Author: Carl Bereiter
The much-lamented gap between theory and practice in education cannot be filled by practical knowledge alone or by explanatory knowledge alone. Principled practical knowledge (PPK) is a type of knowledge that has characteristics of both practical know-how and scientific theory. Like basic scientific theory, PPK meets standards of explanatory coherence. However, its main function is not explanation or prediction but practical guidance. PPK grows out of efforts to solve practical problems, but it requires additional effort invested in producing knowledge that goes beyond what is required for the task at hand yet not so far beyond as to be unusable by practitioners. The Wright brothers’ construction of PPK to address problems of flight control is used as a model for building such knowledge in the learning sciences. Design-based research in the learning sciences may motivate research into basic theoretical questions, but it is unlikely to contribute directly to answering them. Extending design-based research to the creation of PPK can, however, increase the generalizability of knowledge produced through design work and provide a ladder leading to sometimes radical design improvement.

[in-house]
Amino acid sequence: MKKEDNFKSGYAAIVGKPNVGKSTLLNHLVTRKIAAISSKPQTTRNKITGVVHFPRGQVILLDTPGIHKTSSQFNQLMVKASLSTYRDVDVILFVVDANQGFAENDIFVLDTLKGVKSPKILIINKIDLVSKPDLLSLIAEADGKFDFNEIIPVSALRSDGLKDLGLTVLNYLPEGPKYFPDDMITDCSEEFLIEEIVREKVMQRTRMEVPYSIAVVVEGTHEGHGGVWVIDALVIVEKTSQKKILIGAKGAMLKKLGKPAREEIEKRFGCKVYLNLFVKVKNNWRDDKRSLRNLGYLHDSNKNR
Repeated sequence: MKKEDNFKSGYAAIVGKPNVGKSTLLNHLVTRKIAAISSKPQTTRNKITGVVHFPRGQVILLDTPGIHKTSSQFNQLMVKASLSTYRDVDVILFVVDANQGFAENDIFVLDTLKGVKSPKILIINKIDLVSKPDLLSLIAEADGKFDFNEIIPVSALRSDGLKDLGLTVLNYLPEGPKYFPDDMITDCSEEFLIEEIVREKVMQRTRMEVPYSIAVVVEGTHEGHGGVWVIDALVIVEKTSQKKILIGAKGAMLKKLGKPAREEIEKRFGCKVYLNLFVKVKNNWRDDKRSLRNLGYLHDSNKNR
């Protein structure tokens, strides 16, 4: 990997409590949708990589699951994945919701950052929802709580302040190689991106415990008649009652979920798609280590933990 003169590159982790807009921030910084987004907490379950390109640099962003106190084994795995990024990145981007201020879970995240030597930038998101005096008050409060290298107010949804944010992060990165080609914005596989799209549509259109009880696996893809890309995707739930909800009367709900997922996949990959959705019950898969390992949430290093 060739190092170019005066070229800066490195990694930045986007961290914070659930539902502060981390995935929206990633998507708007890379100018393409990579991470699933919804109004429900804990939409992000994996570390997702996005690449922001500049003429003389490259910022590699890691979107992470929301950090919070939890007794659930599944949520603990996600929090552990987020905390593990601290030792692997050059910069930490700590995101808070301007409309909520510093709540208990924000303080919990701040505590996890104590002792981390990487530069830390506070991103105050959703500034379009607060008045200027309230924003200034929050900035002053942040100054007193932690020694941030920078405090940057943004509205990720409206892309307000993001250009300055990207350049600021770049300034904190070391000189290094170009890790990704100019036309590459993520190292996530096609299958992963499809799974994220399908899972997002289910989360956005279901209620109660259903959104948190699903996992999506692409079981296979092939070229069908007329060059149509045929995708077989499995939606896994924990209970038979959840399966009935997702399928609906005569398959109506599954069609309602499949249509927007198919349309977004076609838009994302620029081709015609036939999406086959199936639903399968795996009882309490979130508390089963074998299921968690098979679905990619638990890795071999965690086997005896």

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Bereiter, C. (2014). Principled Practical Knowledge: Not a Bridge but a Ladder. Journal of the Learning Sciences, 23(1), 4–17. http://doi.org/10.1080/10508406.2013.812533